Contrasting Historical Experiences

One of the many heavily forested sections within Price Park

Around sixty years after the Revolutionary War soldiers marched through Price Park, slaves fleeing from bondage used the land for refuge, as it was a part of the Underground Railroad. While I am again, only drawing conclusions based on what I know about history, I believe that the relationship with the land that these slaves would have found was much more meaningful than that of the American soldiers in 1781. Given this, comparing the two based on somewhat informed imagination is very interesting to me.

Rather than chopping trees or treading heavily on grasslands, these people would have been very appreciative and aware of the nature around them. The trees within the forestry, such as American beech, red maple, and the tulip tree, would have been places to hide behind, being naturally rather large. Their age and therefore usefulness would have been estimated by the size of their circumference. While not necessarily completely aware of the land beneath their feet and what inhabits it, I would imagine that these people were not stamping into it, but rather walking lightly, an attempt at making as little noise as possible. In addition, the fact that Price Park’s landscape is specific to the southern region, and slaves at the time were largely in this same region, there was an intense familiarity with the land. While the connotations of this are certainly not positive ones, as it was forced and violent labor, this relationship with the land they inhabited was undoubtedly a strong one, full of knowledge and awareness.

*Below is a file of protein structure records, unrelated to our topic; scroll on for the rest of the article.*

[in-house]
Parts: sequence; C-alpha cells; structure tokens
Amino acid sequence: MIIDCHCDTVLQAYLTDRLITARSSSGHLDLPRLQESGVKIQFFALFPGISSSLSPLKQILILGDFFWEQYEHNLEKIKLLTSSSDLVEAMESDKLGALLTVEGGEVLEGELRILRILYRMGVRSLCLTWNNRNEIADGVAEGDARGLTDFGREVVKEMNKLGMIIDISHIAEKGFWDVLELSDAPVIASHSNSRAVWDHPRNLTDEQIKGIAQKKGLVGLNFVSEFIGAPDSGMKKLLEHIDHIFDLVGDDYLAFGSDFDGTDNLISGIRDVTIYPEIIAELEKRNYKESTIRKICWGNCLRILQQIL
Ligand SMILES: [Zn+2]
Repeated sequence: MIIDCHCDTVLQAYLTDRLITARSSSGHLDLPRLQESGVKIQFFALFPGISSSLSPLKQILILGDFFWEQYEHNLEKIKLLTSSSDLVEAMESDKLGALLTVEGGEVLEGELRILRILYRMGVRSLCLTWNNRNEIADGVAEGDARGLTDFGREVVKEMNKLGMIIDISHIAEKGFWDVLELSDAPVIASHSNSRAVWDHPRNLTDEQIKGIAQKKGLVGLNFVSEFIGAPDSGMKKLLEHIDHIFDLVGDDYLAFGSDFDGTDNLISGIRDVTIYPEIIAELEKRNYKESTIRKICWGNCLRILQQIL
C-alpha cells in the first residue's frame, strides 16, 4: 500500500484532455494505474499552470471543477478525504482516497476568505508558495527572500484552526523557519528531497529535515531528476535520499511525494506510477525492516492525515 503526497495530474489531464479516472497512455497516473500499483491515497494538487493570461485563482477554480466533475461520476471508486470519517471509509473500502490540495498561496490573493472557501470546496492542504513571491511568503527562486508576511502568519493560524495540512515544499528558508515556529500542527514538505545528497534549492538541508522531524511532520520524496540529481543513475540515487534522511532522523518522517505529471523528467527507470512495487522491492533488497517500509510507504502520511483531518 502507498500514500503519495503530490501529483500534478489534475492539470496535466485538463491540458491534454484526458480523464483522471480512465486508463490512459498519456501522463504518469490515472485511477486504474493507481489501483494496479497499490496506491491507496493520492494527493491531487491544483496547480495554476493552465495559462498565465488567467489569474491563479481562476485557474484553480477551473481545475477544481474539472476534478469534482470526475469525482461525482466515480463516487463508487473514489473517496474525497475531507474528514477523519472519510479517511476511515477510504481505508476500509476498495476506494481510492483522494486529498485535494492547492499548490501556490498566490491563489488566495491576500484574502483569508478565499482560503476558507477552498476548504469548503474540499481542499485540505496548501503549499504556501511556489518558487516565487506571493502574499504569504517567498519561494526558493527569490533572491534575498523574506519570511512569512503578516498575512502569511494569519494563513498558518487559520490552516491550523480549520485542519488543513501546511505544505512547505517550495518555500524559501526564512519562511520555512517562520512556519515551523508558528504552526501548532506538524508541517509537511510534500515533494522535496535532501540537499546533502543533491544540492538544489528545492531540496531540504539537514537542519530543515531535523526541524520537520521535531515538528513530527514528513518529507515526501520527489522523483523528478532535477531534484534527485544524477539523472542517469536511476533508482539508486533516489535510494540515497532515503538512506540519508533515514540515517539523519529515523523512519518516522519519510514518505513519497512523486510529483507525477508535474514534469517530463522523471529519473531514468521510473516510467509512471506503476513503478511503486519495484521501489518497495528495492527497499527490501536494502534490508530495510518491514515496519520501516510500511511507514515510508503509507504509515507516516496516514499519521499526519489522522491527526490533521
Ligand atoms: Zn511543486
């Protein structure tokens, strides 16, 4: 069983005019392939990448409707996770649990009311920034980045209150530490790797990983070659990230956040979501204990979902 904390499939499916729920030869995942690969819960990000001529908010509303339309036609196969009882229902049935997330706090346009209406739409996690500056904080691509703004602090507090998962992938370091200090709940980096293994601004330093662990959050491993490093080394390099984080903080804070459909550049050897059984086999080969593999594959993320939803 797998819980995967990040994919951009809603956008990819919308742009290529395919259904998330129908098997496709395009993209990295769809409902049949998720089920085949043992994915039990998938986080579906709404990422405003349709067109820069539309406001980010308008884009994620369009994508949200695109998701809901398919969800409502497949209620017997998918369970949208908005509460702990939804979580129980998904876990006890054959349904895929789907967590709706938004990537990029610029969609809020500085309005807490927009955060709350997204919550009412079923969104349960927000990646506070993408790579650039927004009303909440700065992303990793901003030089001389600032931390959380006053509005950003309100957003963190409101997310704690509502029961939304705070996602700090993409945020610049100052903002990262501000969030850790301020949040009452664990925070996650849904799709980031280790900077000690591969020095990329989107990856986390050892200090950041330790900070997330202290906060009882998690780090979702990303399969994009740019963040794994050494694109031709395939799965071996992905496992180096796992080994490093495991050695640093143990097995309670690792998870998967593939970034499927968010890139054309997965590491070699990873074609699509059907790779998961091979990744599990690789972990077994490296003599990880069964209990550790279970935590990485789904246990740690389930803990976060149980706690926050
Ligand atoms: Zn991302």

There was nobody immediately available to help or heal in the case of wounds, as soldiers would have had in the form of war hospitals. Because of this, escaping slaves would have had to know which plants or natural life would aid them in case of injury or sickness. For instance, the bark of a white oak growing in Price Park would soothe as sickened stomach, the juices of the nettle leaf or the tick trefoil herb would stop the stinging of an open wound. These are the skills which come with knowing ones land on a deeper level — of appreciating what resources are available.

Similarly to the soldiers of the Revolutionary War, there was likely not a sense of peace within the forestry of Price Park. It was certainly very scary, far beyond my imagination. Yet at the same time, there was probably a sense of hope, with the knowledge that one was on the way to freedom, and ultimately a better life. I wonder how every sound, like the call of a Chimney Sweep, or the creaking of the treetops, would have an effect. Was this ever present awareness of surroundings a source of fear? Likely, but at the same time it was a source of life. One likely had to know which sound was associated with what, so that a foreign sound (a human would have been a foreign sound in that relatively untouched land), would sound like a warning signal.

Ultimately, this connection with the land provided solace. While a scary task to venture out on, these people at least had their knowledge to rely on as a sense of comfort — something that not many can or could have said for themselves.

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